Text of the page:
Social media & COVID-19: digital crisis interaction among Gen Z and Millennials

A global study by Wunderman Thompson, The University of Melbourne and Pollfish, in collaboration with the World Health Organisation

A year on, the unfolding of the COVID-19 pandemic shows how the spread of misinformation – amplified on social media and other digital platforms – is a great threat to global public health.

Misinformation has resulted in a disregard of public health directives, the promotion of useless or dangerous “cures” and conspiracy theories. The constant bombardment of conflicting information can be overwhelming and cause some to stop paying attention even to crucial health news and guidance.

This international study investigates where Gen Z and Millennials in pandemic hotspots are getting their COVID-19 information, who they trust as sources, what they worry about and their awareness of false news. It also looks at the size of their social media networks and how likely they are to share unverified information.

As we move into the next phase of the pandemic, we hope these findings will help health organisations, governments, media, businesses, educational institutions and others sharpen their health communication strategies.

This groundbreaking study covers approximately 23,500 respondents aged 18-40 years, in 24 countries across five continents, who were reached on their mobile devices between late October 2020 and early January 2021.

Key findings include:

1. Gen Z and Millennials rely on multiple sources for their COVID-19 information, but national mainstream media is still top

National mainstream media as well as their social media platforms continue to be trusted channels for reaching Gen Z and Millennials. However, in a handful of countries, respondents rely more on the World Health Organisation (WHO) and other alternative sources over national media.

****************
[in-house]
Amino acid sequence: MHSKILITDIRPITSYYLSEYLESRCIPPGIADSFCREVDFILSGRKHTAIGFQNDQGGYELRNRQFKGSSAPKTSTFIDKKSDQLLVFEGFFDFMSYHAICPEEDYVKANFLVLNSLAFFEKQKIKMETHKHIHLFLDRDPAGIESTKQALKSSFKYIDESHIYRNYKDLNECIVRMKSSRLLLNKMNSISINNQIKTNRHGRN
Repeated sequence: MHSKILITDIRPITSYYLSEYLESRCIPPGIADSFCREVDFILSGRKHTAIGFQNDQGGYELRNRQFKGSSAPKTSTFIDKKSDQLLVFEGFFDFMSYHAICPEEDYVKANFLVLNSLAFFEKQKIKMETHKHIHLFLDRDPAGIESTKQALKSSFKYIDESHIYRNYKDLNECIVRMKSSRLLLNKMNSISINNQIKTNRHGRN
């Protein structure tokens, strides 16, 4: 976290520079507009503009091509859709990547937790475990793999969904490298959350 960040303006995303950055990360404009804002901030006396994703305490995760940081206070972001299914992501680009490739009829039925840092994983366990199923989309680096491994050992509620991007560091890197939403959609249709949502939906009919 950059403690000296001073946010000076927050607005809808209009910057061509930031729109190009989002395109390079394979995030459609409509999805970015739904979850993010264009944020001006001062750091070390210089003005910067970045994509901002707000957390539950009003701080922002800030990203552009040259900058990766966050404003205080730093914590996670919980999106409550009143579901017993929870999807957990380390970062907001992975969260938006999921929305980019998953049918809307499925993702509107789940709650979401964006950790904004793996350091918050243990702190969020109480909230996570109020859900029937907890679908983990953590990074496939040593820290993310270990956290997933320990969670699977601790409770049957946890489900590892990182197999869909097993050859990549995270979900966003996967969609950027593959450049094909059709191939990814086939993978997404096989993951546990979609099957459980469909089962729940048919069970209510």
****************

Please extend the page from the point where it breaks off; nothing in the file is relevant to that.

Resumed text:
Diagram showing "Most important sources of info in a multi source environment"

2. Scientific content is seen as shareworthy

Science rules when it comes to sharing COVID-19 content.

Diagram showing most likely types of content to be shared on social media

3. Awareness of fake news is high, but so is apathy

Many Gen Z and Millennials are aware of fake news and they can often spot them. However, the challenge is in recruiting them to actively counter them, rather than letting it slide.

Diagram showing reactions to fake news

4. Gen Z and Millennials have multiple worries beyond getting sick

Gen Z and Millennials are grappling with multiple concerns when it comes to COVID-19. Health communicators need to be aware that these concerns can be interlinked and/or competing, and to acknowledge perceived trade-offs – for example, between lives and livelihoods.

Diagram showing top concerns

5. Interest in vaccines is soaring

As governments around the world roll out immunisation programs, interest in vaccines is high and this is likely to continue. Health communicators have a critical opportunity to shape public receptiveness to vaccines, allay fears and increase uptake. But don’t rely on celebrities or influencers.

Diagram showing 55% are interested in information regarding COVID-19 vaccines

6. So much information, yet not the full picture

Pandemic fatigue is setting in and people are overwhelmed. They also yearn for things to go back to normal. This is a critical window for health communicators to emphasise that things can only get back to normal if people stay vigilant and comply with health guidelines whether it’s wearing masks, social distancing or getting vaccinated.

Diagram

For more in-depth insight download Wunderman Thompson, The University of Melbourne and WHO’s Social Media & COVID-19 research

This is a joint study by Wunderman Thompson, The University of Melbourne and Pollfish, in collaboration with World Health Organisation (WHO).

By Wunderman Thompson

https://www.wpp.com/wpp-iq/social-media-and-covid-19-digital-crisis-interaction-among-gen-z-and-millennials

Please contact Eleni Constantinidi & Petros Constantinidis for more information.